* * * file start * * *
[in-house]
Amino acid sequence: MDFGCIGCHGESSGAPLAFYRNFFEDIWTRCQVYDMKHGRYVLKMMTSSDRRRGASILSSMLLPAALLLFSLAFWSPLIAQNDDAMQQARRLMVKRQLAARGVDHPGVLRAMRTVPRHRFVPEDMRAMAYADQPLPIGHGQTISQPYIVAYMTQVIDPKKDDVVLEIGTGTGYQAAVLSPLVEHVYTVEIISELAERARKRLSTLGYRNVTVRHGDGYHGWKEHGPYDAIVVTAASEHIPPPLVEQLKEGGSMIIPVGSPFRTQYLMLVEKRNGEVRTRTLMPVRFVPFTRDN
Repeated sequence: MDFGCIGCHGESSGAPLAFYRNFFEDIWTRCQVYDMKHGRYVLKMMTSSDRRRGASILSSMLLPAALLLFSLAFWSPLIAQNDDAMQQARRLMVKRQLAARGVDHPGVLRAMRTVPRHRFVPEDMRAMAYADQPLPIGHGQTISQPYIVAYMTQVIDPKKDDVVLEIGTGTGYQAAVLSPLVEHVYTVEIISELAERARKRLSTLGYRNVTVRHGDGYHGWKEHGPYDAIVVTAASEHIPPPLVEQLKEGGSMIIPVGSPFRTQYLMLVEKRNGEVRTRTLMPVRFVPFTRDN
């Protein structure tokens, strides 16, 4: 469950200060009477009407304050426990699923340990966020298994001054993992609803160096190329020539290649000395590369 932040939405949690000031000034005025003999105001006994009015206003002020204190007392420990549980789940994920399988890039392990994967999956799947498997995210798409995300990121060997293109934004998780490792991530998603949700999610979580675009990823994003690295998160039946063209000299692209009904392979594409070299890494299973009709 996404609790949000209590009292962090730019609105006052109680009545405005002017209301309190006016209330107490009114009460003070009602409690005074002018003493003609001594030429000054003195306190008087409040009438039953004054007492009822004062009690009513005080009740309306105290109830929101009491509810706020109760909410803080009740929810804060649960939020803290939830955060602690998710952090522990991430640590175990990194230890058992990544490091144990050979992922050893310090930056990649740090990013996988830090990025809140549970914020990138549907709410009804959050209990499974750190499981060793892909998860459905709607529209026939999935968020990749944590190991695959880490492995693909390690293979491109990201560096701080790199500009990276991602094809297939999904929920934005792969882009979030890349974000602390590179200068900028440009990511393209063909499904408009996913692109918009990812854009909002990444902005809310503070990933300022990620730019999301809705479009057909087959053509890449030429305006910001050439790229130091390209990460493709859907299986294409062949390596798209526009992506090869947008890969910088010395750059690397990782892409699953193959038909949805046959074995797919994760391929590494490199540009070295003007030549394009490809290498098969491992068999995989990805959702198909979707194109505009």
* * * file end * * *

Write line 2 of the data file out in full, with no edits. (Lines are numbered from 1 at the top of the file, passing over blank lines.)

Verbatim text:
Amino acid sequence: MDFGCIGCHGESSGAPLAFYRNFFEDIWTRCQVYDMKHGRYVLKMMTSSDRRRGASILSSMLLPAALLLFSLAFWSPLIAQNDDAMQQARRLMVKRQLAARGVDHPGVLRAMRTVPRHRFVPEDMRAMAYADQPLPIGHGQTISQPYIVAYMTQVIDPKKDDVVLEIGTGTGYQAAVLSPLVEHVYTVEIISELAERARKRLSTLGYRNVTVRHGDGYHGWKEHGPYDAIVVTAASEHIPPPLVEQLKEGGSMIIPVGSPFRTQYLMLVEKRNGEVRTRTLMPVRFVPFTRDN